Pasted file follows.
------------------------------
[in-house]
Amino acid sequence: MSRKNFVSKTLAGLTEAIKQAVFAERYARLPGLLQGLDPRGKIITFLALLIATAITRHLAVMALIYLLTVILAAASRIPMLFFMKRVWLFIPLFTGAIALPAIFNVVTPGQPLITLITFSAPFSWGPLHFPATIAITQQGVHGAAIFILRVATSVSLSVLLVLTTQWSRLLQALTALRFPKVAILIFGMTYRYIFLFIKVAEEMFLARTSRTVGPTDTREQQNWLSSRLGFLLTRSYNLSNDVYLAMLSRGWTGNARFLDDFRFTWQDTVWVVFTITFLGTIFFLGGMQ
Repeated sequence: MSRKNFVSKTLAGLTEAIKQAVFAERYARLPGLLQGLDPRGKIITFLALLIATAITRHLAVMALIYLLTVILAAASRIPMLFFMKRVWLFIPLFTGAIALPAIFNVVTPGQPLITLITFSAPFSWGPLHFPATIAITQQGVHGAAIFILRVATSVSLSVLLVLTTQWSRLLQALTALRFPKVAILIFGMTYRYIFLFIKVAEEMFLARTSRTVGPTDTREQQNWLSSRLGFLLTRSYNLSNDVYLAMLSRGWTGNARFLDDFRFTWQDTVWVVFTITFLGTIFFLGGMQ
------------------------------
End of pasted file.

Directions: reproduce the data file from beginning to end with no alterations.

[in-house]
Amino acid sequence: MSRKNFVSKTLAGLTEAIKQAVFAERYARLPGLLQGLDPRGKIITFLALLIATAITRHLAVMALIYLLTVILAAASRIPMLFFMKRVWLFIPLFTGAIALPAIFNVVTPGQPLITLITFSAPFSWGPLHFPATIAITQQGVHGAAIFILRVATSVSLSVLLVLTTQWSRLLQALTALRFPKVAILIFGMTYRYIFLFIKVAEEMFLARTSRTVGPTDTREQQNWLSSRLGFLLTRSYNLSNDVYLAMLSRGWTGNARFLDDFRFTWQDTVWVVFTITFLGTIFFLGGMQ
Repeated sequence: MSRKNFVSKTLAGLTEAIKQAVFAERYARLPGLLQGLDPRGKIITFLALLIATAITRHLAVMALIYLLTVILAAASRIPMLFFMKRVWLFIPLFTGAIALPAIFNVVTPGQPLITLITFSAPFSWGPLHFPATIAITQQGVHGAAIFILRVATSVSLSVLLVLTTQWSRLLQALTALRFPKVAILIFGMTYRYIFLFIKVAEEMFLARTSRTVGPTDTREQQNWLSSRLGFLLTRSYNLSNDVYLAMLSRGWTGNARFLDDFRFTWQDTVWVVFTITFLGTIFFLGGMQ